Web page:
Some of the most interesting weather in southern Colorado happens in the Pikes Peak Region, right where most people live!
You can thank the terrain for the rapid changes in weather often seen during the winter and the thunderstorms that form in the summer. Ranging from 14,115′ on top of Pikes Peak to 5,095′ along Black Squirrel Creek on the El Paso/Pueblo County line.
During the summer months America’s Mountain is a thunderstorm generating machine. Summer afternoons often feature air moving up the slopes of the 14er. This air typically forms clouds as it cools and lifts. On days where enough moisture and instability is present, thunderstorm updrafts often take off and explode as they ascend the mountain.
As a result, the slopes of Pikes Peak, including the Colorado Springs metro area, get more lightning strikes each year than other locations in Colorado. On average, between 4 and 6 lightning strikes occur in each square kilometer of this region each year.
Pikes Peak also plays an important role during the winter. The additional lift created as storms run into the Peak can produce several feet of snow above tree line, sometimes closing the Pikes Peak Highway. Wind directions into the peak will typically produce enhanced areas of snow on the upwind slopes, while the downwind slopes will be “shadowed” and receive lighter amounts of snow. This changes from storm to storm and is an area of focus for the FOX21 Storm Team.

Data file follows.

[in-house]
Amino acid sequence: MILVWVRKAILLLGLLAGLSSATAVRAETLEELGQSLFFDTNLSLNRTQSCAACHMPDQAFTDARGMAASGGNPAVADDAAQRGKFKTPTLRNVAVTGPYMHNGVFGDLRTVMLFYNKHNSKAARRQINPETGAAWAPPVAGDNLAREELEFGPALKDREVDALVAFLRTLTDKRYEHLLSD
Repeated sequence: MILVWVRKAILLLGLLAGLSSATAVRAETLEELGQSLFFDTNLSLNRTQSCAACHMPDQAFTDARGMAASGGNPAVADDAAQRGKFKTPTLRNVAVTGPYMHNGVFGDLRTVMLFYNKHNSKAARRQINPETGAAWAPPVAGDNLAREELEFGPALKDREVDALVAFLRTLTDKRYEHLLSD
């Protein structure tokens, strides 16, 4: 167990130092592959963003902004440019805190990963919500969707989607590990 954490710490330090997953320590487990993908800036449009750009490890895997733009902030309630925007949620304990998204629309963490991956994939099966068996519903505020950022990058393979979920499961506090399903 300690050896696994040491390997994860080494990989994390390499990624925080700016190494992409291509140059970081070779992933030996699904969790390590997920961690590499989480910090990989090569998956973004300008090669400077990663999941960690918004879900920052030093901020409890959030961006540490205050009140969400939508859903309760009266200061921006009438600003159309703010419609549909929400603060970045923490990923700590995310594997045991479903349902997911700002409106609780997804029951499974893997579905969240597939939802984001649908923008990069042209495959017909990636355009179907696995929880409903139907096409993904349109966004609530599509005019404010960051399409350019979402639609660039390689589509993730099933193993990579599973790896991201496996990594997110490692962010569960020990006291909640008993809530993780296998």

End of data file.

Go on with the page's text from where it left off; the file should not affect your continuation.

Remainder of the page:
The Palmer Divide is the hill you drive over on Interstate 25 between Colorado Springs and Denver. It separates the Arkansas River valley in southern Colorado from the South Platte River valley in northeast Colorado. Rising to 7,700′ in Black Forest, the divide is a significant terrain feature for weather during both the winter and summer. It’s a really big hill when you compare Denver’s elevation of 5,280′ and downtown Colorado Springs which sits at about 6,000′. It provides enough lift that it enhances snow amounts during the winter and helps to develop thunderstorms in the summer.
The differences in weather across the Pikes Peak region because of the terrain features in the area can be incredible. During classic high plains blizzards with strong north wind, parts of the Palmer Divide and the northern slopes of Pikes Peak can have 1′-2′ of snow with 5′-8′ drifts, while downtown Colorado Springs, less than 18 miles away, has only an inch or two of snow.